Here it is the first sentence of our post and we’re already exhausted from wrestling with our inner punster. Must. Resist.
This is the chief’s fault! Takoma Park Police Chief Ronald Ricucci wants dogs! He wants not one, not two, not even three, but FOUR dogs. These are working police dogs, of course, dogs trained to sniff out drugs and people. The city had two dogs and retired one, which the chief wants to replace. He’s asked the council for a third dog, and wishes for a fourth.
How is he planning to pay for these dogs? With money expropriated from drug dealers, he says. Apparently crime does pay – the police. Police departments are allowed to seize money and assets from drug busts. Perhaps that explains why drug arrests have risen during the new chief’s tenure from 29 in 2007 to 112 in 2008 (so far). Most of these are for marijuana, said the chief, though many were for crack cocaine, too. The large increase in the number of busts does not necessarily represent an increase in drug use, but is due to a new police focus on it, he said.
Another funding source, said Riccicuo, will be the speed camera traps soon to be deployed. You may recall, Dear Reader, that these cameras are operated not by the police but by an independent consultant, and they split the take with the city (as opposed to sending it all to the state as is done with police-issued tickets)..
About less lucrative crimes, Kyleen Luy, Takoma Park Police Crime Analyst, made a detailed report to the council. Ms Luy is the one who sends out weekly crime report e-mails to neighborhood groups and individuals, and she had statistics gathered over the last few years.
She had good news -“Part I” crimes: homicide, rape, aggravated assault, robbery, larceny, and auto theft, have gradually declined over the last three years. She had bad news as well – theft from automobiles is on the upswing. Residents are urged to lock their cars and not leave valuables in them even when locked.
The charts and graphs presented by Ms Luy are available online if you wish to be your own crime analyst, Dear Reader. Go here and click on the “presentation” link under #6 on the Sept. 22 meeting agenda.
Your Gilbert is disappointed that certain dots were not connected and certain questions were not asked. Is the council really happy with our local Drug War escalation? Is everyone comfortable that the police are apparently placing a high priority on “profitable” crime?
We suppose it may be a good thing, and the council seemed to think so, that drug-sniffing dogs are funding the purchase of more drug-sniffing dogs, but are drugs the biggest crime problem in Takoma Park?
We’re fairly sure we heard the crime analyst say that theft from autos is increasing. But, we didn’t hear anyone say what we’re doing about it, and we didn’t hear any councilmember ask.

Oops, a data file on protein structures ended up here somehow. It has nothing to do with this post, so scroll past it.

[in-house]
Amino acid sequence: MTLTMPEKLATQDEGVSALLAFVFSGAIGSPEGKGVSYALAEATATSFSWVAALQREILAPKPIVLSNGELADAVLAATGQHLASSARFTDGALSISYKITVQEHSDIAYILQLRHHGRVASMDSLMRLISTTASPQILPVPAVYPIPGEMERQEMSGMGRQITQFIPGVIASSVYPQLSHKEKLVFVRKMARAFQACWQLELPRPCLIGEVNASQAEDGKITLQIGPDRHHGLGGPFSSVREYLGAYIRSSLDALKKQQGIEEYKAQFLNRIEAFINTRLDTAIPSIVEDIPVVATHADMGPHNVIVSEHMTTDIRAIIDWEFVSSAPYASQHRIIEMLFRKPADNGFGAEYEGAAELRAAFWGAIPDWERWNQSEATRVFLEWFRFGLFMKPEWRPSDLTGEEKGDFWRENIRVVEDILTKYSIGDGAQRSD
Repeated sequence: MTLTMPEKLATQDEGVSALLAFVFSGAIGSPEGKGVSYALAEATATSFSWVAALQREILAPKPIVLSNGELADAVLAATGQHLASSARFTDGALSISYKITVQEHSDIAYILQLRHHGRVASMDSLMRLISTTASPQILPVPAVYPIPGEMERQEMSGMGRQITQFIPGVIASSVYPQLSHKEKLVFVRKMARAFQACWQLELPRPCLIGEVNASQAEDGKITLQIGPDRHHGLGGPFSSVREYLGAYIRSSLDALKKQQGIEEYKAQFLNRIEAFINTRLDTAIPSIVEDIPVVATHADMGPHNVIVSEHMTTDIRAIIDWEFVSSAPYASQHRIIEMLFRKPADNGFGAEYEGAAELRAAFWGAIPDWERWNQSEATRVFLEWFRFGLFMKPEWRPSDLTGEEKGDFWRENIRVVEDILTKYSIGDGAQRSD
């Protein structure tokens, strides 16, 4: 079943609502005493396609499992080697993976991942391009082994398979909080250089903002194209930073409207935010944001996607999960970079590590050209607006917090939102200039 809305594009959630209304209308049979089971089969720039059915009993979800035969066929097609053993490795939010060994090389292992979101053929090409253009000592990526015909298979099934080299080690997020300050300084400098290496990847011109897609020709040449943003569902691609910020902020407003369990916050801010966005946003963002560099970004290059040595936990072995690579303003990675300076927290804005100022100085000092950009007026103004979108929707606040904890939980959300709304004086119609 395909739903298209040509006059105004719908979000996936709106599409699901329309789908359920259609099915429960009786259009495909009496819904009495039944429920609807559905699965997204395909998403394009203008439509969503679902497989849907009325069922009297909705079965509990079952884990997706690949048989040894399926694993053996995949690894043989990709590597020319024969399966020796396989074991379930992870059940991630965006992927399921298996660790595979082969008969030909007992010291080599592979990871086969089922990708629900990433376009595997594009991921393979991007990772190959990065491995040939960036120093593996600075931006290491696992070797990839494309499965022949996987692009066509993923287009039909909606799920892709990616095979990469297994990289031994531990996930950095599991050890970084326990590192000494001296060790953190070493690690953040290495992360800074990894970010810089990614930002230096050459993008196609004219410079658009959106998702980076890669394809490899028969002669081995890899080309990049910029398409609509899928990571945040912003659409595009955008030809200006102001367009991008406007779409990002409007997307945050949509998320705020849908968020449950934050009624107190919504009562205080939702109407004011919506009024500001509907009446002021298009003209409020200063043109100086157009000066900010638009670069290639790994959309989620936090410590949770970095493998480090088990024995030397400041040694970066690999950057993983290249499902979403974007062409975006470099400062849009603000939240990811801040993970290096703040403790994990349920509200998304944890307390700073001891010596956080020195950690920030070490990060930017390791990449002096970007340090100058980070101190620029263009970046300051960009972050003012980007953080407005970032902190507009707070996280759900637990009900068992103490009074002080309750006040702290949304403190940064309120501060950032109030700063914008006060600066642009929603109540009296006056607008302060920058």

Which do we need most: more dogs for drug busts, cameras for speeding tickets, or a program to stop the theft-from-autos ? Could we spend the drug dealer-money on giant, car-shaped roach-motels? Or how about a dozen digital cameras to loan to citizens to train on their driveways at night?
We’d like to give the police and the chief the benefit of the doubt. After all we are viewing the police department through the small window of their presentations to the council, and just because they didn’t mention what they are doing about theft-from-autos, doesn’t mean they aren’t focusing on it. For all we know, the council is in on it too, each of them crouching in the darkened back seats of parked cars every night, tasers at hand.
In other council news, the city officially approved of giving a county liquor license to “Avenue Oven,” the restaurant moving into the old Taliano’s space at 70003 Carroll Ave.
The council voted to oppose “slots” – the referendum on the state’s November ballot which wold allow slot machine gambling.
Mayor Bruce Williams and councilmember Josh Wright announced that they recently met with representatives from EYA, the developers-in-waiting of the Takoma Metro station commons. Williams and Wright reported that EYA has made revisions to meet some of the city’s concerns, but they do “not solve all the issues,” according to Wright. The developer will make a presentation to the council in October or November.
Councilmember Terry Seamens reported that he is guardedly optimistic about the “broad-based vision” outlined by the Washington Adventist Hospital regarding their move. He says the WAH will leave behind resources that will take care of local emergency medical care needs. He wants to see more specifics, however, which he hopes will be shared with the community soon.